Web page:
A few weeks ago, I was asked to set up scheduled reports for PGP Endpoint. These weekly reports would include information such as devices blocked or allowed and would be emailed to a small subset of administrators. After setting up the report and using my email address as a test, I waited for it to send. It didn’t send. I changed the report to save to a file to troubleshoot and it wouldn’t do that either. Time to call PGP.
The engineer assigned to my case didn’t have much experience with PGP Endpoint and, as such, took a bit longer to research and get back to me than was normal. After sending him the debug logs, he got back to me saying that the license key was invalid and to double check that I had a licensed installed. [more]
Yup! From the main screen of the management console, there it is…
Fast forward to a week and a half later, and I get another email from my engineer. “Make sure that there are no characters in the report template name that cannot be in a Windows File Path.” Wait, what?
Sure enough, my template names included a “/” in the template name. Take that out, and everything works fine. It turns out that this scheduler generates the report, using the template name as the file name, and saves it in a temporary location until it can attach the file to an email and send it off. What was happening is the scheduler would save the file in a location that doesn’t exist (because of the “/”), turn around and try and attach the file (that doesn’t exist) to an email and fail, and then try and send off an email (that doesn’t exist because the previous process failed). And then report that the license file was invalid.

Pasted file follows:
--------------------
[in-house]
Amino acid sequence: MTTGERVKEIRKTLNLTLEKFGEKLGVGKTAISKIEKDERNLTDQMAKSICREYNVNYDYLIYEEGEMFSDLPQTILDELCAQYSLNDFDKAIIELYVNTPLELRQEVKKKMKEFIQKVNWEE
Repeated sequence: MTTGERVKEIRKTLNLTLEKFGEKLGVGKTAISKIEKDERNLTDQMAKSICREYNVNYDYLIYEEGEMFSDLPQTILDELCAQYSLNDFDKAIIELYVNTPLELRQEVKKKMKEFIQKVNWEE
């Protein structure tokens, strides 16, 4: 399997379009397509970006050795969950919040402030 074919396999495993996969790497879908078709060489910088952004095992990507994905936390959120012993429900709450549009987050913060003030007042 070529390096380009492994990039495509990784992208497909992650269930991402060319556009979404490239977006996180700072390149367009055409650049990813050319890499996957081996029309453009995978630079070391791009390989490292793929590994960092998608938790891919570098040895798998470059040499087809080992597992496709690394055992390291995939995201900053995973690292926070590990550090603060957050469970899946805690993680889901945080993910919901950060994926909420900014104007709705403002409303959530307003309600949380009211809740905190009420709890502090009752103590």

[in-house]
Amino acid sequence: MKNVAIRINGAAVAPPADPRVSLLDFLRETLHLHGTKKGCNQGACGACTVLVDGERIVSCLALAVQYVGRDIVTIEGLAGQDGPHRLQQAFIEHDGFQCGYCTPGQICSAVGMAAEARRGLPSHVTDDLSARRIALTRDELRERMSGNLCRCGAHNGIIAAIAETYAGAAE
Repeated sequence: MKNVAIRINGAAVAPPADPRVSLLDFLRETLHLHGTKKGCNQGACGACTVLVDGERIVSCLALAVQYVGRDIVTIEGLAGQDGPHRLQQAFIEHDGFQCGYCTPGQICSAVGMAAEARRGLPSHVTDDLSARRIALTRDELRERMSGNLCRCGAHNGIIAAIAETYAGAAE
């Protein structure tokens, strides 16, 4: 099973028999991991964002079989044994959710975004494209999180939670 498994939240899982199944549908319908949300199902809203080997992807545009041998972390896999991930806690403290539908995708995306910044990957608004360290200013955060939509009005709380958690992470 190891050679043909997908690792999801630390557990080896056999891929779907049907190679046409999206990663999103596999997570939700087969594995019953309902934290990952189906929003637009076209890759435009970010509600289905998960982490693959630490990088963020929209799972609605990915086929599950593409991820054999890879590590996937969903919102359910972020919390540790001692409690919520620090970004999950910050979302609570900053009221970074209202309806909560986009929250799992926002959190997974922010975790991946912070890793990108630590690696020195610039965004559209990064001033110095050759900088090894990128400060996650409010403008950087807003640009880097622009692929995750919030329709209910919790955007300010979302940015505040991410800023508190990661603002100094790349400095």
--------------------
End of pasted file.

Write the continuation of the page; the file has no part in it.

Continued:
To add another layer of humor to this problem, take a look at this list of templates. The ones with red arrows have NOT been modified since the initial installation of PGP Endpoint. Notice anything peculiar about the names?